THE ‘WHOLE BEING’: TAKING A HOLISTIC APPROACH TO EMPLOYEE WELLBEING
It’s no secret that a happy, healthy and engaged workforce is key to improved corporate performance – and recognition of this has led to workplace wellbeing becoming a “must-have” in most organisations. However, investing in employee wellbeing should go beyond absence management, illness prevention and physical fitness.
Wellbeing is more than just getting regular exercise and eating healthy foods. Yet many health and wellbeing programs still only look at these physical aspects. It’s time we zoom out and look at the bigger picture of holistic wellbeing and consider the ‘whole being.’
Why take a ‘whole being’ approach to employee wellbeing?
While wellbeing has become essential for many organisations, it’s common to focus mainly on physical and/or mental health. While these are two important components of an individual’s wellbeing, there is more to be considered.
Someone may take excellent care of their mental and physical health through healthy eating, meditation, and exercise, but if they’re unhappy in their career, they aren’t fulfilled in their relationships, or their financial situation is out of control, this can have a domino effect on their overall wellbeing.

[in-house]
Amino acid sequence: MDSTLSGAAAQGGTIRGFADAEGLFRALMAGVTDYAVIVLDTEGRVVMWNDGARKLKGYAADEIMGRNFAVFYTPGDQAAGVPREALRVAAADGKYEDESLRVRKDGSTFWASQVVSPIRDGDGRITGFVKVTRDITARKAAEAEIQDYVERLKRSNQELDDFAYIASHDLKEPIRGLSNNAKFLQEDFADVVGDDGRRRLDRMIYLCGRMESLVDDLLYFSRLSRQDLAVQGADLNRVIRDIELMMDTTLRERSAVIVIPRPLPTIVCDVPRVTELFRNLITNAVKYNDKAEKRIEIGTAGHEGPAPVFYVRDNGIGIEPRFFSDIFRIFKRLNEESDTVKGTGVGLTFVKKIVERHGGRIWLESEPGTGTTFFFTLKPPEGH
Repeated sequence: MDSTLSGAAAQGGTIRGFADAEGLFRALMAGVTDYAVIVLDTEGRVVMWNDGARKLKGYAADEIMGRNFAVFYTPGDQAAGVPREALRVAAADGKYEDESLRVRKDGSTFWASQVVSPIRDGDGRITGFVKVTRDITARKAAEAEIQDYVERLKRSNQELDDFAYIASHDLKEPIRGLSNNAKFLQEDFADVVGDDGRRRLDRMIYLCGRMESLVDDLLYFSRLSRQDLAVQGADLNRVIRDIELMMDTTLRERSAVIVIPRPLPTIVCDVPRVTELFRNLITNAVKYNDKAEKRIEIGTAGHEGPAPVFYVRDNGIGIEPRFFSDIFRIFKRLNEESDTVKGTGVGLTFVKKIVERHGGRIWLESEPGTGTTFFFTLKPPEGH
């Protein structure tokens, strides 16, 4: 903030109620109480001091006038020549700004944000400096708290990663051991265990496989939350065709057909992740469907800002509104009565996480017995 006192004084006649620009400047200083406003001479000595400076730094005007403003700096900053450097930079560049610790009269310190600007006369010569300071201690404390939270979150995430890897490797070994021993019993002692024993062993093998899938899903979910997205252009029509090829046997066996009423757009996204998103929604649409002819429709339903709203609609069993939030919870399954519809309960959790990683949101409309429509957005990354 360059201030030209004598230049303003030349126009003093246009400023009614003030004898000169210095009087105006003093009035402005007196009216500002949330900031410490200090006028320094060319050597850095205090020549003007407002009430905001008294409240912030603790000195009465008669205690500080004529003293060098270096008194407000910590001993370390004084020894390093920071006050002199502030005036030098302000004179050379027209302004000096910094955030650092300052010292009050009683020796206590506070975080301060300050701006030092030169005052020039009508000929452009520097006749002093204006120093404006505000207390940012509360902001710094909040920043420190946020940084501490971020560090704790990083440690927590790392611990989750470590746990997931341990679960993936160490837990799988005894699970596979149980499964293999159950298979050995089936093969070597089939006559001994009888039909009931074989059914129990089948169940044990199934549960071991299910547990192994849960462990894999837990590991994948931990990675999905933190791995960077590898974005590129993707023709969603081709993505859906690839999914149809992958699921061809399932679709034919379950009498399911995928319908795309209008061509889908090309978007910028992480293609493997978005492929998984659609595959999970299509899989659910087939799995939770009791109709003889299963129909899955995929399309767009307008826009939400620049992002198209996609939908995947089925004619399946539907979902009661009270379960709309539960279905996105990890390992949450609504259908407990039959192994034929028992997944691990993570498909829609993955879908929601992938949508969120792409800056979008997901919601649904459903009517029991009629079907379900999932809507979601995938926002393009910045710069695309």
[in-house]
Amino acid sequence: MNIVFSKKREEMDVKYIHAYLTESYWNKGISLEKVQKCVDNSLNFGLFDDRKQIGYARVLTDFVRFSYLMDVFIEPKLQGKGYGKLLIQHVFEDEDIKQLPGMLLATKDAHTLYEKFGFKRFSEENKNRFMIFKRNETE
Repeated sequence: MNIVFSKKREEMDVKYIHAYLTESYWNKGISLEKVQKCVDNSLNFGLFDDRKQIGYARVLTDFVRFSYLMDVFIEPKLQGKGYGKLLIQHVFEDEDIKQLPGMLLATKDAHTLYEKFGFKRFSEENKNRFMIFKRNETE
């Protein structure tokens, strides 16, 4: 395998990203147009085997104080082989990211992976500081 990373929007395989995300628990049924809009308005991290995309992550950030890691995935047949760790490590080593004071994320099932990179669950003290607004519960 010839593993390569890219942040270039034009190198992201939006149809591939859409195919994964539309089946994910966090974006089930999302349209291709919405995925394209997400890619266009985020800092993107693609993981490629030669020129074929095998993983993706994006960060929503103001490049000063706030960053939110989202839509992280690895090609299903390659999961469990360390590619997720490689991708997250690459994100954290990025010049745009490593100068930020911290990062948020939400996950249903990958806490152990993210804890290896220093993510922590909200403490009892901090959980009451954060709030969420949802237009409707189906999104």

Organisations need to adopt a holistic, or ‘whole being’, approach to wellbeing in order to make a real difference. A holistic approach considers the many different factors that make up a person’s wellbeing and is more likely to be successful in terms of impact on individual employees and the business at large.
What are the five key pillars of a holistic wellbeing strategy?
At Springday, we’ve identified five core pillars which affect overall wellbeing. These pillars are physical, emotional, social, career, and financial. The reason a holistic approach is so important is that these pillars of wellbeing do not exist separately, they are interconnected and directly impact one another.
1. Physical wellbeing
Physical wellbeing is probably one of the first things your mind goes to when you think of wellbeing. It’s your physical health – including fitness, energy, sleep and nutrition.
Corporate physical wellbeing programs have been around for a long time, with the traditional approach thinking that offering a free gym program ticked all the boxes. Thankfully, physical wellbeing initiatives have now expanded to incorporate not only corporate gym memberships, but also step challenges, sleep programs, alcohol and drug information, access to recipes and nutritional education, and access to on-demand workouts.
2. Emotional wellbeing
Emotional wellbeing is the state of your mental health, such as positive emotions and stress levels. Emotional wellbeing has come into the spotlight more than ever over the last few years, and many organisations have started implementing wellbeing initiatives that aim to strengthen employee mental health and prevent burnout.
Many organisations will offer company-wide ‘wellness’ or ‘recharge’ days, or mental health seminars as a part of their emotional wellbeing program. While these initiatives can be beneficial, you need to be doing more if you want to make a real difference in the emotional wellbeing of employees.
You should actively work to create an inclusive work culture by destigmatising and increasing awareness of mental health in your organisation, providing a space where employees feel safe to open up.